‘As soon as the film begins, it is quite clear how it will end, and who will be rewarded, punished or forgotten’.
‘Movies and radio need no longer to pretend to be art. The truth, that they are just business, is made into an ideology in order to justify the rubbish they deliberately produce. ... The whole world is made to pass through the filter of the culture industry. ... The culture industry can pride itself on having energetically executed the previously clumsy transposition of art into the sphere of consumption, on making this a principle. ... film, radio and magazines make up a system which is uniform as a whole and in every part ... all mass culture is identical.’
‘Authentic Culture vs Mass Culture’    

Qualities of authentic culture

•Active Consumption 
•Individual creation 

Products of the contemporary ‘Culture Industry’ 
Adorno ‘On Popular Music’
Walter Benjamin
‘The Work Of Art In The Age Of Mechanical Reproduction’
‘One might generalise by saying: the technique of reproduction detaches the reproduced object from the domain of tradition. By making many reproductions it substitutes a plurality of copies for a unique existence. And in permitting the reproduction to meet the beholder or listener in his own situation, it reactivates the objects produced. These two processes lead to a tremendous shattering of tradition... Their most powerful agent is film. Its social significance, particularly in its most positive form, is inconceivable without its destructive, cathartic aspect, that is, the liquidation of the traditional value of the cultural heritage’ 

  • The culture & civilization tradition emerges from, and represents, anxieties about social and cultural extension. They attack mass culture because it threatens cultural standards and social authority.
  • The Frankfurt School emerges from a Marxist tradition. They attack mass culture because it threatens cultural standards and depoliticises the working class, thus maintaining social authority.
  • Pronouncements on popular culture usually rely on normative or elitist value judgements
  • Ideology masks cultural or class differences and naturalises the interests of the few as the interests of all.
  • Popular culture as ideology
  • The analysis of popular culture and popular media is deeply political, and deeply contested, and all those who practice or engage with it need to be aware of this. 

Tuesday, 20 November 2012


Identify a minimum of 5 examples of the effective/creative use of print in the following areas of design:
  • Branding and Identity
  • Packaging and Promotion
  • Publishing & Editorial
  • Information & Wayfinding


“Frank’s is a speakeasy bar in Buenos Aires. The materials and textures refer to a certain rustic characteristic of the 20′s with aesthetic aspects of the prohibition era.” – FBDI
Identity system for a small boutique hotel chain that caters to touring musicians. A rider is a set of hospitality and technical requests a band or performer sets as criteria for a specific performance. Hence, Rider offers hospitality and services exclusively for touring musicians before and after their concerts.  Designed by Josh Finklea.
The brand identity is based on the concept of DUALITY. Shanghai has a DUALITY persona in almost every aspect of its DNA. There are art deco old historic buildings on one side of the bund, and across the bund, there are cutting edge skyscrapers; ballroom dancers practicing their routines next to older people doing their Taiji in the morning. Hence the identity is designed having the ability to an 'IN & OUT', 'BLACK & WHITE', reversible concept - aptly reflecting the architectural design intent of inside out, outside in.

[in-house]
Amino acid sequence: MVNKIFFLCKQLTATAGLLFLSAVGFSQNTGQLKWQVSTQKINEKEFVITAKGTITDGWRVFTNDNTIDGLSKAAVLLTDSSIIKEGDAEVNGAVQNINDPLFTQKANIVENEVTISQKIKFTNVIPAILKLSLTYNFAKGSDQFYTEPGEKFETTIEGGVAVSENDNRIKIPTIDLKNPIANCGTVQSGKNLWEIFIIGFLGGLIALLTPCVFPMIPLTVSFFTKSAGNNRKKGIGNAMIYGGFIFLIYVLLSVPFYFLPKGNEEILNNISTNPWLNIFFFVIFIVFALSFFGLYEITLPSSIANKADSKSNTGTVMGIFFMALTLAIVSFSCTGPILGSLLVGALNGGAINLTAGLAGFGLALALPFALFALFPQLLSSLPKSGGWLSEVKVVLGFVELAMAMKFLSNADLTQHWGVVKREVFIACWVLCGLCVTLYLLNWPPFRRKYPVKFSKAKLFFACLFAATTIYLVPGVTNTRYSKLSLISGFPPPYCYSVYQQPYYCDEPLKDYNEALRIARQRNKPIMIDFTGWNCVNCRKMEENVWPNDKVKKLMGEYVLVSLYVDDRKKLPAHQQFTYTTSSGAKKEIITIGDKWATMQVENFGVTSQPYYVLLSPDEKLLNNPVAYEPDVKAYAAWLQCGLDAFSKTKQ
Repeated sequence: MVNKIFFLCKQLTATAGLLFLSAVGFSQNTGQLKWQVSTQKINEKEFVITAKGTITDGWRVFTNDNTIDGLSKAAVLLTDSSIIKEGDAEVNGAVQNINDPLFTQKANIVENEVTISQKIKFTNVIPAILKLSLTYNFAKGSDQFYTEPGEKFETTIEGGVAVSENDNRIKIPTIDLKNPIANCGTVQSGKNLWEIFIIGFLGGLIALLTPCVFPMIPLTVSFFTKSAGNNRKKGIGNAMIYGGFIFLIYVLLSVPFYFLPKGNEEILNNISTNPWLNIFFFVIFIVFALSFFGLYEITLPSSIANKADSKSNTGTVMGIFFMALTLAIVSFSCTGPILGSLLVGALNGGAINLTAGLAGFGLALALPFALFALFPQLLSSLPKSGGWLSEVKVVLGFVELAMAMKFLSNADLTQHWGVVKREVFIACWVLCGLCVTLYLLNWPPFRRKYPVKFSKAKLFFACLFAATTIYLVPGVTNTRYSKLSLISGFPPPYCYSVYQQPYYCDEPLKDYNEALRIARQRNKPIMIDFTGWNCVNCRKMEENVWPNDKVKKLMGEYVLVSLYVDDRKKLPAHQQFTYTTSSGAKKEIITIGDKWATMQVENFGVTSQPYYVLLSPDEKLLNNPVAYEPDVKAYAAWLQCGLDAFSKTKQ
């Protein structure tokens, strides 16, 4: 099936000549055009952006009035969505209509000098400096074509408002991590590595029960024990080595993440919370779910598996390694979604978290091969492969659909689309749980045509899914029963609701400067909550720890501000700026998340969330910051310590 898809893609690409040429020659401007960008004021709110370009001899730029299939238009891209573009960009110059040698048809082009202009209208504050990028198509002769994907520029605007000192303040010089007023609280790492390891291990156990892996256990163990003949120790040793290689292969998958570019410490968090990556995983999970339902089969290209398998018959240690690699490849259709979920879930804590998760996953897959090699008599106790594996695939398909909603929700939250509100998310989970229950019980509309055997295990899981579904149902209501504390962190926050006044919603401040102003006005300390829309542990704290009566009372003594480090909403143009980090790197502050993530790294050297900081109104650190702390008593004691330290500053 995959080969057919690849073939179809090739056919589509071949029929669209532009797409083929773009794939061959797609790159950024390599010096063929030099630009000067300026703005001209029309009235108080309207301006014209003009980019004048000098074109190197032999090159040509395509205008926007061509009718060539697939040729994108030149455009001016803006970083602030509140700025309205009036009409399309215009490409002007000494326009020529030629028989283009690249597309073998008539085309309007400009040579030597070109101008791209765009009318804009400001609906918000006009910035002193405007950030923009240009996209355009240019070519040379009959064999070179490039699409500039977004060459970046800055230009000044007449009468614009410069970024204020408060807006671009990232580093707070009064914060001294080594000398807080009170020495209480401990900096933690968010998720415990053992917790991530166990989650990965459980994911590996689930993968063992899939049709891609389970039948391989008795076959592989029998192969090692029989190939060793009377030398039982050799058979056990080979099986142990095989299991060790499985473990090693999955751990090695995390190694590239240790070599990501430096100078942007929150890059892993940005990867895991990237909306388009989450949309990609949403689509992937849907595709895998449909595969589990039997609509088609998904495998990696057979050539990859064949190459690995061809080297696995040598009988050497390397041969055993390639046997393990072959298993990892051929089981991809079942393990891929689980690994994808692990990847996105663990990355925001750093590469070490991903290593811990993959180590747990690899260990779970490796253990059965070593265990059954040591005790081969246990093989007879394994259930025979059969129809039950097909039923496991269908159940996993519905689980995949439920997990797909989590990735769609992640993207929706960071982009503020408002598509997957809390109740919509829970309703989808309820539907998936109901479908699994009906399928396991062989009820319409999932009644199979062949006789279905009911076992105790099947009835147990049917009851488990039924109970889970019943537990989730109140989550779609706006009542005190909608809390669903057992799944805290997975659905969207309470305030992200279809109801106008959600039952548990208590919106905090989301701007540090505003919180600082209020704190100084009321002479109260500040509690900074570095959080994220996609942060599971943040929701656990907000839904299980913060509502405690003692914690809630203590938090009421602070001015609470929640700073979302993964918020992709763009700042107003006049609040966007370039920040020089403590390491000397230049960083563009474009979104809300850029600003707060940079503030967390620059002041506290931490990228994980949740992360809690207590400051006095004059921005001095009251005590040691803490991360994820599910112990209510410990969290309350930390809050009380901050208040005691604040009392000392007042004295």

Another layer of the identity development pays tribute to the Waterhouse as a former warehouse. The graphic profile of the identity was built in squares to mimic the stacking and storage of cargo and goods. This identity has to be global and internationally appealing, it should be work as well in Shanghai or Berlin.
Founded by Karin and Mathias in 2009, Berg & Berg asked us to develop a full visual identity, including stationery, packaging and web shop. With a strive to create products of the highest quality possible, their goal is that every product will become a trusted friend in your wardrobe: loved, cared for and enjoyed for many years to come.
It was important to bring a sense of authenticity to the brand, although Berg & Berg is a new and contemporary brand without the rich heritage that competing brands often have. A simple and modern logo symbol is paired with typography set in Johnston Underground — a classic and british typography that hints about heritage and tailoring without being too outspoken.

As the main font, we fell on the contemporary, yet classic Reader from Colophon Foundry. The quirky imperfect details in the lettering underlines the handmade feeling of the identity perfectly. So does the supporting font — the monospaced Pica 10 Pitch. Additional identity elements include several forms for stitches and a pattern showing some stiching techniques.
Designed by Ryan Feerer: 'I did the branding and packaging for my friend's boutique here in Abilene, Texas. All of the bags, tags, and business cards were hand stamped. Its quite a bit of work but feels more personable this way. Also, its more cost effective in the long run. Its pretty hip for Abilene... which is a wonderful thing!'


Pasta La Vista – it is a brand which covers a wide range of various hand-made macaroni products manufactured in accordance with traditional Italian recipes and using only ecologically clean products of highest quality.